Peter Niculescu, Teflon Executive

How did Peter Niculescu manage to get promoted to the important new position of Chief Business Officer at Fannie Mae? This is how Fannie Mae describes his history at the company after he joined in 1999:

In his previous position as Executive Vice President and head of the Capital Markets business, Niculescu was responsible for the management of the company’s on-balance sheet portfolio investments including interest rate risk management, asset acquisition and funding.

But wasn’t it precisely Fannie Mae’s interest rate risk management which led to the accounting scandals and the firing of CEO Franklin Raines and CFO Timothy Howard? Bethany McLean explained in the January 2005 issue of Fortune just what went wrong at Fannie:

In 2002 accounting sleuths and short-sellers became suspicious of Fannie’s smoothly growing earnings. Fannie’s duration gap made it clear that the company had been on the wrong side of interest rate bets during a period of rapidly declining rates in the fall of that year. Yet that didn’t seem to have had any effect on Fannie’s earnings. John Barnett, then an analyst at the Center for Financial Research and Analysis, which produces detailed accounting reports for institutional investors, suggested that Fannie Mae was distorting economic reality by putting billions of dollars in derivative losses on its balance sheet instead of on its income statement…

In fact the situation was worse than even the harshest critics believed. "We thought their accounting was lousy but legal," said Mark Haefele, who helps run Sonic Capital, a hedge fund that is short Fannie’s stock. "It turns out it was just lousy."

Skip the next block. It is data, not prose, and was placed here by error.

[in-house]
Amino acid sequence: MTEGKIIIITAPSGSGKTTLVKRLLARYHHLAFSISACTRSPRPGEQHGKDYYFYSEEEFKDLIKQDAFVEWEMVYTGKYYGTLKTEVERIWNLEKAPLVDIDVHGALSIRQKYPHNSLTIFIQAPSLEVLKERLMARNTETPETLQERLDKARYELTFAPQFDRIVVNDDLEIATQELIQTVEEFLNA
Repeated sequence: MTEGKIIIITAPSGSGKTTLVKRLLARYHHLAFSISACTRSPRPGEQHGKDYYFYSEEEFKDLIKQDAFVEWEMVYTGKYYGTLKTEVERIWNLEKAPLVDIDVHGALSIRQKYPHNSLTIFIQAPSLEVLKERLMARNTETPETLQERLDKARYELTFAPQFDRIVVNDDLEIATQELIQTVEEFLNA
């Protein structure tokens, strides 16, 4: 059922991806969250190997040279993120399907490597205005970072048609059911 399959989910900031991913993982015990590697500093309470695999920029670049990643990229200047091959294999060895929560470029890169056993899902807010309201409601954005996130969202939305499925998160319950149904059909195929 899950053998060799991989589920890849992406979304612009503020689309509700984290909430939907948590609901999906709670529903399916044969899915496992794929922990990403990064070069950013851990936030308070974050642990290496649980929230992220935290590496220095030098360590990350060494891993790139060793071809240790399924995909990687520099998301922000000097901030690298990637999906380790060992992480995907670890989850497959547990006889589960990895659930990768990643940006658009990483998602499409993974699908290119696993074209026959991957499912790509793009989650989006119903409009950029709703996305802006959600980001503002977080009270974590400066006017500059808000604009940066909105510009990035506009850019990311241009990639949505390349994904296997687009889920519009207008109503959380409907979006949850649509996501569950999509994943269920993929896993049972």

Today, the accounting scandals are in Fannie’s past, and it’s not interest-rate risk bringing Fannie down but rather credit risk. But I spoke recently to someone who’s been following Fannie closely for some time, and he says that it’s it’s more than a little weird that Niculescu not only survived the 2004 putsch but has now been put in charge of all three of Fannie’s business divisions.

Given Niculescu’s position from 1999 onwards, says my source, he should have known that Fannie’s books were being cooked. If that was the case, he should have been fired rather than promoted. And if Niculescu didn’t know what was going on, that bespeaks a lack of ability which puts this latest promotion into question.

At the very least, there’s an appearance of something weird going on here, and it would be nice if Fannie cleared it up. Was Niculescu not in charge of a derivatives book which lost billions of dollars? Did Fannie not get into a lot of trouble for trying to those losses on its balance sheet? And what qualifies Niculescu for his new job?

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